This much I know: Cara O’Sullivan, Singer

As a child, I had a very mature singing voice, but I thought everybody sang like me.

I didn’t know I’d be a singer. I wasn’t involved in stage schools or singing classes as a child. Elizabeth Foran was my music teacher in secondary school and I went privately to her for lessons. Nobody noticed anything out of the ordinary until the director of the Cork School of Music, the late John C Murphy, told my parents that I could have a career in music.

I’ve had many career highlights so far. Getting an opportunity to sing in the concert hall of the Sydney Opera House was surreal. The No 1 dressing room is huge, very plush, with an incredible view of Sydney Harbour and the bridge. Artistically, singing the Benjamin Britten ‘War Requiem’ in St Patrick’s Cathedral in Dublin with the RTE National Symphony Orchestra is one that sticks in my mind and my heart.

My earliest memory of singing is doing a rendition of ‘Polly put the kettle on’ for the Misses Hassetts, neighbours of my Granny Byrne in St Finbar’s Park on Glasheen Road. One lady was tall, the other small with a shock of white hair. I did the actions to go with the song and was rewarded with a brown paper bag of biscuits from Haddens of South Main Street, which I brought back to Granny bursting with pride.

After I finished school at 18, I got a job in a music shop. Then I worked in a restaurant once I started studying voice, theory of music and sight reading at CSM in the evenings.

Sometimes I feel you can make your own luck. Although there are times when things just line up in a positive or negative way and there’s little can be done to change that.

Rehearsing, practising and performing take precedence over everything else in my life. I rest and recuperate in between. Any free time is spent catching up with friends, doing jobs around the house and sleeping.

Maintaining good health is a challenge in my work. I try not to be paranoid, but when someone in the supermarket or on the street sneezes, or coughs near me without covering their mouth and nose, they get a filthy look. Occasionally I let a roar out of me ‘hand to mouth please’! I wash my hands a lot, I think it helps to stave off colds, and I try to keep my hands away from my face ...OK, I’m paranoid!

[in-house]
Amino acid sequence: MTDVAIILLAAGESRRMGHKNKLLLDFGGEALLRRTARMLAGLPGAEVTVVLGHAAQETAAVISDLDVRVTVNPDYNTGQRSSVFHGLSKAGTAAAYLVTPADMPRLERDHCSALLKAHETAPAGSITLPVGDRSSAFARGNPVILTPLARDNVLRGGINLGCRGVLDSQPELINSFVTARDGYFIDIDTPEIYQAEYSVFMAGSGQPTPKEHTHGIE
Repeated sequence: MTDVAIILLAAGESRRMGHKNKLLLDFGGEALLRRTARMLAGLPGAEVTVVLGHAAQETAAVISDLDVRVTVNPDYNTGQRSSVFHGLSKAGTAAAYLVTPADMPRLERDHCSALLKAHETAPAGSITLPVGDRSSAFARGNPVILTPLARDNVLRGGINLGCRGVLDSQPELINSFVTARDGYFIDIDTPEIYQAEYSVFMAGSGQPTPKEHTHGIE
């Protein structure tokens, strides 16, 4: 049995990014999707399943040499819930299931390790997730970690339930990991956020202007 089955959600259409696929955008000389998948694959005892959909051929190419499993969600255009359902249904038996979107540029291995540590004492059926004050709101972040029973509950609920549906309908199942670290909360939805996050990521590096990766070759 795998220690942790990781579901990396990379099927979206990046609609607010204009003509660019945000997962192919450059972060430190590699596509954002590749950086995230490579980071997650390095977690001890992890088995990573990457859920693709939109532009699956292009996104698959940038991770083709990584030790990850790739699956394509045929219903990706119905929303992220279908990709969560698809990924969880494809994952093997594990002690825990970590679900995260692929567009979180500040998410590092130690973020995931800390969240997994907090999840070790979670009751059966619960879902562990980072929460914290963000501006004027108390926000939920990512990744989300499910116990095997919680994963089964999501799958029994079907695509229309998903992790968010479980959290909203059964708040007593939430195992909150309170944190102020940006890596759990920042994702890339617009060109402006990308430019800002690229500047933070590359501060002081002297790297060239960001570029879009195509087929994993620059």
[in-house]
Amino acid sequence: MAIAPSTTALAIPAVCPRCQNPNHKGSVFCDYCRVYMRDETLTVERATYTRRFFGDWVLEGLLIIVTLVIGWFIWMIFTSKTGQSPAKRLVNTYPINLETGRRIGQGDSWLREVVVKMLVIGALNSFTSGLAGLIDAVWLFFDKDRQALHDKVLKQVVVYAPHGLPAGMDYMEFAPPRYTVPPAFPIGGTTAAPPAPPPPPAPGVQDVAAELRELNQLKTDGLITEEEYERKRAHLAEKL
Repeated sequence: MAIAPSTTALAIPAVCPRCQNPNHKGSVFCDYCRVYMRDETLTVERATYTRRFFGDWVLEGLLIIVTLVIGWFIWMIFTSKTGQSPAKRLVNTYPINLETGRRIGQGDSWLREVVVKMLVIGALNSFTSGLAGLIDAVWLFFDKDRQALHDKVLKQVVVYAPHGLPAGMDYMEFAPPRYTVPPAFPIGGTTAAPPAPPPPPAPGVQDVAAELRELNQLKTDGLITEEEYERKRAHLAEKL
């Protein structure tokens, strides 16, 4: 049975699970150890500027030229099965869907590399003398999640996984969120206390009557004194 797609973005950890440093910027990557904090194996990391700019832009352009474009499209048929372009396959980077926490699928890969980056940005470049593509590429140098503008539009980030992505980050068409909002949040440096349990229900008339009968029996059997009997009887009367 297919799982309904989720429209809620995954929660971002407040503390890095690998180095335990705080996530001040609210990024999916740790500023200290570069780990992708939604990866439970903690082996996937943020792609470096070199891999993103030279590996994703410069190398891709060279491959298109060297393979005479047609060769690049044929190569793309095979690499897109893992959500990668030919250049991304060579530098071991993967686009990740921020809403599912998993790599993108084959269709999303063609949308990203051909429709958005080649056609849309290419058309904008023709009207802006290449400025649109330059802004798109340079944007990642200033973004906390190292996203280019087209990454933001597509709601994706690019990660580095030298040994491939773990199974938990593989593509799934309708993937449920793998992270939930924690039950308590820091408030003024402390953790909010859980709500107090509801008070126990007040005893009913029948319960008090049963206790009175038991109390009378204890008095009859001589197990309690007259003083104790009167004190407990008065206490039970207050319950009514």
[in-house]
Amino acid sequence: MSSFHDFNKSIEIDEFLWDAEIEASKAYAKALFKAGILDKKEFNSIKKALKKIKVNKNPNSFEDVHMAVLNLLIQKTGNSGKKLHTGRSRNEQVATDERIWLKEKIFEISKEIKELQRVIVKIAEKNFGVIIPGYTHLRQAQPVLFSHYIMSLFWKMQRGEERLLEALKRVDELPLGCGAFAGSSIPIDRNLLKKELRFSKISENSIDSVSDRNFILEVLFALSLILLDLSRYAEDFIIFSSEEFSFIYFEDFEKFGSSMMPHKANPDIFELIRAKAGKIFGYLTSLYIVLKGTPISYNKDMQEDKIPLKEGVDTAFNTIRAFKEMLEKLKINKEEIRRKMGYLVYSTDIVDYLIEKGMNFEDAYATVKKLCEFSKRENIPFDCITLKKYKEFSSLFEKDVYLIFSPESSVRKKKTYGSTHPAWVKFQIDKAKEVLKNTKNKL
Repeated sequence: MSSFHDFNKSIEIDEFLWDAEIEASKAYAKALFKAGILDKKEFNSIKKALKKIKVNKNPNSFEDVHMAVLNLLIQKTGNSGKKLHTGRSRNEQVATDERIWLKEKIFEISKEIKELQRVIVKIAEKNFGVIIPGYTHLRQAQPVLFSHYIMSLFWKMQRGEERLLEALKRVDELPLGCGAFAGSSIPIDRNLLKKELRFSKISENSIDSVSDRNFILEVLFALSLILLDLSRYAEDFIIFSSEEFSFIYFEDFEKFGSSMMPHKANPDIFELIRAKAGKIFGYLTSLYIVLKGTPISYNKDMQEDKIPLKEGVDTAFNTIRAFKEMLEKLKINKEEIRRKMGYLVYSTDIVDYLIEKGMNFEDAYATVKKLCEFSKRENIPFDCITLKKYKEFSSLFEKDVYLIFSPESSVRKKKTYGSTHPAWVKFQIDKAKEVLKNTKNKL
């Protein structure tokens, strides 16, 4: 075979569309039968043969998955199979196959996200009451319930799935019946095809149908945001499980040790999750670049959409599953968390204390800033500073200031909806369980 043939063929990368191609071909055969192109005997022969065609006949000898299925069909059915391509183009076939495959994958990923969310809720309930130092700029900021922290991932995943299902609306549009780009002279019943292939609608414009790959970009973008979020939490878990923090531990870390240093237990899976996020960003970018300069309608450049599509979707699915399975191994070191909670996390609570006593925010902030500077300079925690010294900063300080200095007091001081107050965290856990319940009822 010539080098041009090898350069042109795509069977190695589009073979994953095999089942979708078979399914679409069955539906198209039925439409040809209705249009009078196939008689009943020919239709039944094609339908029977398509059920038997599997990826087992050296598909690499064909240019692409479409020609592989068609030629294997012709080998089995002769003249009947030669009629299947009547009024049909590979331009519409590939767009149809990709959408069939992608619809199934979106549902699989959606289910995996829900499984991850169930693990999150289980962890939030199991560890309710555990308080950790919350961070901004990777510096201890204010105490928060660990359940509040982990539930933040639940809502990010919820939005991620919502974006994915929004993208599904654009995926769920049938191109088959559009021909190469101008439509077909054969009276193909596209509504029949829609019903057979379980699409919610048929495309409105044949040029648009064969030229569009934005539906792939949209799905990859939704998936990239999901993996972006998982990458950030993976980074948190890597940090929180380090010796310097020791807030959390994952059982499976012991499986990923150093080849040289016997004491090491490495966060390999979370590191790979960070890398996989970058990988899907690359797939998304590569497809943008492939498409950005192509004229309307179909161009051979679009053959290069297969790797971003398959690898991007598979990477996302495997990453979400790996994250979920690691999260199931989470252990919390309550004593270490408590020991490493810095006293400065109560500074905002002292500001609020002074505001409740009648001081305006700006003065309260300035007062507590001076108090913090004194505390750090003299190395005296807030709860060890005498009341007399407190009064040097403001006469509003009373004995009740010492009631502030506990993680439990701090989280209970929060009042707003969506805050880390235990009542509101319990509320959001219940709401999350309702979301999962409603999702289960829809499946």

My first job was in Bennett’s of North Main Street. I got a Saturday job there as I was tall for my age and looked older than my young years.

I would love to live in a society where every child has the opportunity to enjoy reading, like I did, from a very early age. I understand that it’s so difficult nowadays, with so many parents pressed for time and resources, but my mum taught my two sisters, my brother and me to read before we started school and I’ve always been thankful for that.

One piece of advice I’ll never forget was from John O’Flynn, a wonderful bass whose career took him all over the world. When I was quite young he told me, ‘don’t ever tell me it’s not fair when things go wrong’. I remember being a bit put out at the time because I wasn’t expecting him to say that, but I mulled over what he said and took it on board.

I have a strict routine on performance days, it’s like a countdown to show time. It’s boring stuff but involves travelling (sometimes), rehearsal, hair and make-up, eating, resting and hopefully time for a walk to clear my head.

One of my favourite places is the Lough, a lovely green space in the suburbs of Cork near where I come from. I am one of the few that never fell in! My greatest pleasure is seeing happy people who have enjoyed a good night at the theatre or concert hall. Job done.

Cara O’Sullivan is performing in the Cork Opera House production of Henry Purcell’s masterpiece Dido and Aeneas at Mermaid Arts Centre, Wicklow, on Sept 6.

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